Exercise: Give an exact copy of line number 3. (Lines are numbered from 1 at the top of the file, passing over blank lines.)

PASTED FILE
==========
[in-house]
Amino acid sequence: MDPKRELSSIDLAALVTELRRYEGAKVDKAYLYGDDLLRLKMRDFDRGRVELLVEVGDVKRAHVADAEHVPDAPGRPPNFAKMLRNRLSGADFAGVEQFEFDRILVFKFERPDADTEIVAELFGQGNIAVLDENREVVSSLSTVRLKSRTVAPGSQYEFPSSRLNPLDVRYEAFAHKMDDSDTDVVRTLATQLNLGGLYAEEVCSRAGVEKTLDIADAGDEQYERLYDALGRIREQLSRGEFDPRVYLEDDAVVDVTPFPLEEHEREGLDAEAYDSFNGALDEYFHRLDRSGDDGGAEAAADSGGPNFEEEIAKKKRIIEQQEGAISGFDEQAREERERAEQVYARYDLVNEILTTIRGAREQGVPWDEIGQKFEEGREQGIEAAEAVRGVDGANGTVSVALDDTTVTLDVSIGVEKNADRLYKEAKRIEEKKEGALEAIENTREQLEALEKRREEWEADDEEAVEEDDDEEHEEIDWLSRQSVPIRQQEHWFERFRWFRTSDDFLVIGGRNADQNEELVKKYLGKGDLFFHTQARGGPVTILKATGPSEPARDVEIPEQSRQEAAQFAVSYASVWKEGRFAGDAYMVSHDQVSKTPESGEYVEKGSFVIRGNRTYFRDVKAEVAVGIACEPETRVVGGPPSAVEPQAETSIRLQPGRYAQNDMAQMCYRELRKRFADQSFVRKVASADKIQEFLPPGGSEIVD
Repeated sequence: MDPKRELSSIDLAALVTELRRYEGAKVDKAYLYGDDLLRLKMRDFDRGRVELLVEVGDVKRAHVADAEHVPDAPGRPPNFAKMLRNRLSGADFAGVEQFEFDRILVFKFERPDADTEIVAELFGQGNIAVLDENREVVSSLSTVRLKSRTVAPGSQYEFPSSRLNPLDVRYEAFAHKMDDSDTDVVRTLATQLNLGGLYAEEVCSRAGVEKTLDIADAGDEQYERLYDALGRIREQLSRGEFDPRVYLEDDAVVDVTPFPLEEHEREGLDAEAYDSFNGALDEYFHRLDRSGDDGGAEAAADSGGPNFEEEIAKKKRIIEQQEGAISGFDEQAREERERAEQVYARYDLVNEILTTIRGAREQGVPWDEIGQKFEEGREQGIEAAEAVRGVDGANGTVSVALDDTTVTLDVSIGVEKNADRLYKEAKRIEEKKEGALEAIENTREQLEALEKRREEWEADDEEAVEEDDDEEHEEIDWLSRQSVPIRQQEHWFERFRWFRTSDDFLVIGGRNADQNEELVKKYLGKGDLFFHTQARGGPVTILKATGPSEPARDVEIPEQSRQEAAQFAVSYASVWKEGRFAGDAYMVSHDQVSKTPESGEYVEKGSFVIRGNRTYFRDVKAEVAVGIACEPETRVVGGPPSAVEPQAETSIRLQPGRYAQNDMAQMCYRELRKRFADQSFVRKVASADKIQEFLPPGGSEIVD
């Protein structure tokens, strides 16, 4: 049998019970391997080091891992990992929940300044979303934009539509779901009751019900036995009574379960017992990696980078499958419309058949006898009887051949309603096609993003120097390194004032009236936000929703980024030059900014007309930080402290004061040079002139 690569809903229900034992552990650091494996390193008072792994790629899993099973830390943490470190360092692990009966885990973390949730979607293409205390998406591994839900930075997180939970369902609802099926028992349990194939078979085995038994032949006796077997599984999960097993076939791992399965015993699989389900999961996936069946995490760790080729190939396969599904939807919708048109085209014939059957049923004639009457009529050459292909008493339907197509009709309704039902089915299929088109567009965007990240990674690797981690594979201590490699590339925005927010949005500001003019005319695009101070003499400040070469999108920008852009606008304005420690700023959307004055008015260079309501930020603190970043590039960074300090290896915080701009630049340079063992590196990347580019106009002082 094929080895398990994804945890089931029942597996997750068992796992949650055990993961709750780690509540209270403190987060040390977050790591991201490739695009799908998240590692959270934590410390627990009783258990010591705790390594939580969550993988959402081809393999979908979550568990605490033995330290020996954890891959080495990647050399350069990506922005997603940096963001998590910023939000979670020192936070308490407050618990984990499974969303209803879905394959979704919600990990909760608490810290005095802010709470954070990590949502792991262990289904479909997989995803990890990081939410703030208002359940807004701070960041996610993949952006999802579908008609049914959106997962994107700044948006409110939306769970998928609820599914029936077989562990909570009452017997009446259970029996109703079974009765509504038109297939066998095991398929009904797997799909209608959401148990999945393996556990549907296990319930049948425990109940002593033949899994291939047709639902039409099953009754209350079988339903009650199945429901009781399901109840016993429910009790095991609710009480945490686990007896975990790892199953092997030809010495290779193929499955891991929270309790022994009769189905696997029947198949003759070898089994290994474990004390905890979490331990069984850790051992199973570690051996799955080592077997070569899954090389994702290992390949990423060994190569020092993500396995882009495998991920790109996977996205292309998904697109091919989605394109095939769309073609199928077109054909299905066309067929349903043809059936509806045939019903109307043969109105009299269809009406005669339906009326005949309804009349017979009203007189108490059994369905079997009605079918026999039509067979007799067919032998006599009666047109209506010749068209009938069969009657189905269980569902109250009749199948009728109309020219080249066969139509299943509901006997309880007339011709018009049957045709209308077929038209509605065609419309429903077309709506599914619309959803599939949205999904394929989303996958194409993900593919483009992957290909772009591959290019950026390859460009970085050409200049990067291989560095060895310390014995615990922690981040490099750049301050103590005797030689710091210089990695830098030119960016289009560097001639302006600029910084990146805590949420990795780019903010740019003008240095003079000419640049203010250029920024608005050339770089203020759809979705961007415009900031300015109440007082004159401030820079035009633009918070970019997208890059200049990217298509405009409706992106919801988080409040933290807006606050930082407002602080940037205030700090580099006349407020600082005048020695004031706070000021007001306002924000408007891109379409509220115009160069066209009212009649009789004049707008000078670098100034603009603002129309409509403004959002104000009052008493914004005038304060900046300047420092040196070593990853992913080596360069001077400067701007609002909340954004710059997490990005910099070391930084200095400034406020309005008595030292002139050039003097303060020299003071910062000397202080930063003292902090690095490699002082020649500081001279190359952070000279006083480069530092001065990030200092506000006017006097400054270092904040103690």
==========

Repeated sequence: MDPKRELSSIDLAALVTELRRYEGAKVDKAYLYGDDLLRLKMRDFDRGRVELLVEVGDVKRAHVADAEHVPDAPGRPPNFAKMLRNRLSGADFAGVEQFEFDRILVFKFERPDADTEIVAELFGQGNIAVLDENREVVSSLSTVRLKSRTVAPGSQYEFPSSRLNPLDVRYEAFAHKMDDSDTDVVRTLATQLNLGGLYAEEVCSRAGVEKTLDIADAGDEQYERLYDALGRIREQLSRGEFDPRVYLEDDAVVDVTPFPLEEHEREGLDAEAYDSFNGALDEYFHRLDRSGDDGGAEAAADSGGPNFEEEIAKKKRIIEQQEGAISGFDEQAREERERAEQVYARYDLVNEILTTIRGAREQGVPWDEIGQKFEEGREQGIEAAEAVRGVDGANGTVSVALDDTTVTLDVSIGVEKNADRLYKEAKRIEEKKEGALEAIENTREQLEALEKRREEWEADDEEAVEEDDDEEHEEIDWLSRQSVPIRQQEHWFERFRWFRTSDDFLVIGGRNADQNEELVKKYLGKGDLFFHTQARGGPVTILKATGPSEPARDVEIPEQSRQEAAQFAVSYASVWKEGRFAGDAYMVSHDQVSKTPESGEYVEKGSFVIRGNRTYFRDVKAEVAVGIACEPETRVVGGPPSAVEPQAETSIRLQPGRYAQNDMAQMCYRELRKRFADQSFVRKVASADKIQEFLPPGGSEIVD